but not so full as in your letter. You have probably seen the attempt in the newspapers to create difficulties and jealousies between me and General Grant. This is all for political effect. There is not the slightest ground for any such assertions. There cannot and will not be any differences between us. If he is made lieutenant-general, as I presume he will be, I shall most cordially welcome him to the command, glad to be relieved from so thankless and disagreeable a position. I took it against my will, and shall be most happy to leave it as soon as another is designated to fill it. The great difficulty in the office of General-in-Chief is, that it is not understood by the country. The responsibility and odium thrown upon it does not belong to it. I am simply a military adviser of the Secretary of War and the President, and must obey and carry out what they decide upon, whether I concur in their decisions or not. As a good soldier I obey the orders of my superiors. If I disagree with them in opinion I say so, but when they decide it is my duty faithfully to carry out their decision. Moreover, I cannot say to the public I approve this and I disapprove that. I have no right to say this, as it might embarrass the execution of a measure fully decided on. My mouth is closed except when officially called on to give such opinion. It is my duty to strengthen the hands of the President as Commander-in-Chief, not to weaken them by factious opposition. I have, therefore, cordially co-operated with him in every plan decided upon, although I have never hesitated to differ in opinion. I must leave it to history to vindicate or condemn my own opinions and plans. They will be found at some future time on record. What we now have to do is to put down this rebellion. We have no time to quibble and contend for the pride of personal opinion. On this subject there seems to be a better feeling among the officers in the West than here. There is less jealousy and back-biting, and a greater disposition to assist each other. Here we have too much party politics and wire-pulling. Everybody wants you to turn a grindstone to grind his particular ax, and if you decline he regards you as an enemy and takes revenge by newspaper abuse.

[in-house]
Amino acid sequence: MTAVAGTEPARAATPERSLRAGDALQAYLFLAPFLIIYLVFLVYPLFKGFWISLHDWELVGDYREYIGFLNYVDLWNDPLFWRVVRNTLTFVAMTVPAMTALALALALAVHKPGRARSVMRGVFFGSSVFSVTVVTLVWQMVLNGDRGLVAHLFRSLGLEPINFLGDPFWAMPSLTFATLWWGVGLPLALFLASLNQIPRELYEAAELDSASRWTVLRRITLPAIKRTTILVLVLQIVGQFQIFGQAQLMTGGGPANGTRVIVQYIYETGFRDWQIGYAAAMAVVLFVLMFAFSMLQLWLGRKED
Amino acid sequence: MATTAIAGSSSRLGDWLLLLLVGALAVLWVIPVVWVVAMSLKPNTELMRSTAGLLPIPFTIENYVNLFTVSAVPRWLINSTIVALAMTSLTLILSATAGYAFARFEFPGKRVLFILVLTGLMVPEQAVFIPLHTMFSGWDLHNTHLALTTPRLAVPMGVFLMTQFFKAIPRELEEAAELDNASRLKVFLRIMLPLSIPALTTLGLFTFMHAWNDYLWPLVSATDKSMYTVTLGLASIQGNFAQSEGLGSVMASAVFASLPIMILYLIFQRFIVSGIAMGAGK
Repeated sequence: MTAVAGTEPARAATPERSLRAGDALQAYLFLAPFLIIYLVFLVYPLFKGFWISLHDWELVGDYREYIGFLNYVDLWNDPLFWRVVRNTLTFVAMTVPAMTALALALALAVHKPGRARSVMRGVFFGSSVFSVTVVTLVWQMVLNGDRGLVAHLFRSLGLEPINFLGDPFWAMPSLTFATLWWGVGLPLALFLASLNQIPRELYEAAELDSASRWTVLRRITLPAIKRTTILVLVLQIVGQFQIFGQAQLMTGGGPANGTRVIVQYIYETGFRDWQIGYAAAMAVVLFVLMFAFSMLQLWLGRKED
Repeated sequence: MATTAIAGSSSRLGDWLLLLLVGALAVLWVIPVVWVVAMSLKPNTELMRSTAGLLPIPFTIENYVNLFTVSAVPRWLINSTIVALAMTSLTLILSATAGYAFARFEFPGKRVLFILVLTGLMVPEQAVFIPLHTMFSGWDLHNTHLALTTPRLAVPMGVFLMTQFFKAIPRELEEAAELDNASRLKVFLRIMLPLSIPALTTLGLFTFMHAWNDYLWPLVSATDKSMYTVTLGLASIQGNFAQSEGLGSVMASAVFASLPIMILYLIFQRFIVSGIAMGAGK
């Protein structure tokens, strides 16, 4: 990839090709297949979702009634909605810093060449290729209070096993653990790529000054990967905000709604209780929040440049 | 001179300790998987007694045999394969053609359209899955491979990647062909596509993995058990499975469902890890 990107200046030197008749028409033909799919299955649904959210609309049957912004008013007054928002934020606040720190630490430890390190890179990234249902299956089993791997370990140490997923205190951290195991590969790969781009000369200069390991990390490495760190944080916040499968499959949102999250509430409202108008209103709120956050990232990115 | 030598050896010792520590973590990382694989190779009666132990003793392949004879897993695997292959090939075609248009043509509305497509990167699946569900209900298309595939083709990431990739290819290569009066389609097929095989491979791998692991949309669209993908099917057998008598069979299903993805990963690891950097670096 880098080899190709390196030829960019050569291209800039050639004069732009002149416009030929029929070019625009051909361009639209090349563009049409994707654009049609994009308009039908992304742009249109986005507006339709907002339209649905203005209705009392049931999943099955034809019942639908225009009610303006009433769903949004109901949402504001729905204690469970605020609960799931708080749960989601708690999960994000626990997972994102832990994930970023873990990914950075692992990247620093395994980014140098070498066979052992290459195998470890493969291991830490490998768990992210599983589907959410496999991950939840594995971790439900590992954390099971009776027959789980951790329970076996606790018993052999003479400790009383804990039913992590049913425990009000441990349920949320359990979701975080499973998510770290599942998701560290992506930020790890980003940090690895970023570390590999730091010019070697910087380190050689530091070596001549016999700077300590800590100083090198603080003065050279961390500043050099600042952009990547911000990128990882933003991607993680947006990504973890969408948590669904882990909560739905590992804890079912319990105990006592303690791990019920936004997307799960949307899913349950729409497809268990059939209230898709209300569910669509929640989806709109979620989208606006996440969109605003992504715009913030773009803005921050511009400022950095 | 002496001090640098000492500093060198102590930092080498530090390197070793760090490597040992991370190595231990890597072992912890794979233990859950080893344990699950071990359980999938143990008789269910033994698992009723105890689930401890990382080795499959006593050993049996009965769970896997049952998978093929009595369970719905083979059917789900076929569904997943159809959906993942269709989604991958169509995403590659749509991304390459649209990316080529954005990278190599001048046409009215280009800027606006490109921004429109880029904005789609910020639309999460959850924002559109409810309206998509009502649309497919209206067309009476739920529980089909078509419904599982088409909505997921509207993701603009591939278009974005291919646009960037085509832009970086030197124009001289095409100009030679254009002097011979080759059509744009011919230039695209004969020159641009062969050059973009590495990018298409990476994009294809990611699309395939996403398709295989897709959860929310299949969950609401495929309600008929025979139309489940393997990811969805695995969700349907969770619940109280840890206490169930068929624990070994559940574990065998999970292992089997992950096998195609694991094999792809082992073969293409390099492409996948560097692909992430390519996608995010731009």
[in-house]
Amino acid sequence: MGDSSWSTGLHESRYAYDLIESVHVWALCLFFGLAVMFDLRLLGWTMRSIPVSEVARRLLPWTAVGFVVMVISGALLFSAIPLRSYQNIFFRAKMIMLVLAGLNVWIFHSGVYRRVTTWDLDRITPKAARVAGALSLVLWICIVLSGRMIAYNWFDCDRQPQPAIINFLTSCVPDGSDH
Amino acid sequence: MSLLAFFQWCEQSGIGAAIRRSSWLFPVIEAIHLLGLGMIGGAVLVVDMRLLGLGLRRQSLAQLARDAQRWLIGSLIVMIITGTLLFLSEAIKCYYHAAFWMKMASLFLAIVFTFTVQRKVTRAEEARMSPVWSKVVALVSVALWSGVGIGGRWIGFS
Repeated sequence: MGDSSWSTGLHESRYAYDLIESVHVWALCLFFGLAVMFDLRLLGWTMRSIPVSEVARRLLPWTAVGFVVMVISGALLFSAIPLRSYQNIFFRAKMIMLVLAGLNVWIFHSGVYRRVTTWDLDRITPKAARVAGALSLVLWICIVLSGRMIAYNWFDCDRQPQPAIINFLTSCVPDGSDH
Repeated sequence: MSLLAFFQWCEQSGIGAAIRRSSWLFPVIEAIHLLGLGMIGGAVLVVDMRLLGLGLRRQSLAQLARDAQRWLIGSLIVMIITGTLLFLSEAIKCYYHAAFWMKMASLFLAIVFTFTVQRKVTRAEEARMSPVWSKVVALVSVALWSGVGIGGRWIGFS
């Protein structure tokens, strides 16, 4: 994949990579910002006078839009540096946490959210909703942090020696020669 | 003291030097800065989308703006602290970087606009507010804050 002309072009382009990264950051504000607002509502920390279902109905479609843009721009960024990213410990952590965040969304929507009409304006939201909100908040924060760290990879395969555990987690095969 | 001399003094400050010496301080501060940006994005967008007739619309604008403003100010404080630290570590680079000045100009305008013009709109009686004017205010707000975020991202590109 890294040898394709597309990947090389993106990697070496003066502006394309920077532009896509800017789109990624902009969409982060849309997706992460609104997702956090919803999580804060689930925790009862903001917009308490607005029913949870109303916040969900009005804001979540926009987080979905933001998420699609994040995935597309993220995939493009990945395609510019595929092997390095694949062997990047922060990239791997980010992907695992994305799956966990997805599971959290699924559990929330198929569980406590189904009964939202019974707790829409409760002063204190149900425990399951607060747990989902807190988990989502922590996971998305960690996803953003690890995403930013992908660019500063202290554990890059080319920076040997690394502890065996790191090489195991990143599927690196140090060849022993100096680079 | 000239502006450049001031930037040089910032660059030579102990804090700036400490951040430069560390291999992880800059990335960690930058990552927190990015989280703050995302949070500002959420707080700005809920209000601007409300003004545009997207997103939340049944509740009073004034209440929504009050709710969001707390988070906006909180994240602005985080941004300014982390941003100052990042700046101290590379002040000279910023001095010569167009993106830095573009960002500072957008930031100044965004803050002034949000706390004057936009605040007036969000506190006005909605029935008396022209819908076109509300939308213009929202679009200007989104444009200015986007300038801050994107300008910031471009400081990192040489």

The rebels will give us much trouble in the spring, and I fear we will not be fully prepared for them. The country does not seem to fully appreciate the vast importance of military operations for the next six months. In my opinion, they will be the most important of the war.
Give my kind regards to McPherson and Hurlbut if they are with you.
H. W. HALLECK.
NEW ALBANY, MISS., February 16, 1864.
Chief of Cavalry, Department of the Tennessee:
SIR: The lieutenant sent to communicate with Colonel Waring reports him to have started from Walker's Mill yesterday morning. He says that the crossing of Tippah would occupy him all day yesterday, so he must still be 20 miles back. His delay will soon defeat our whole enterprise at this rate, as it has already most seriously embarrassed it. The crossing of the slough is this morning in bad order,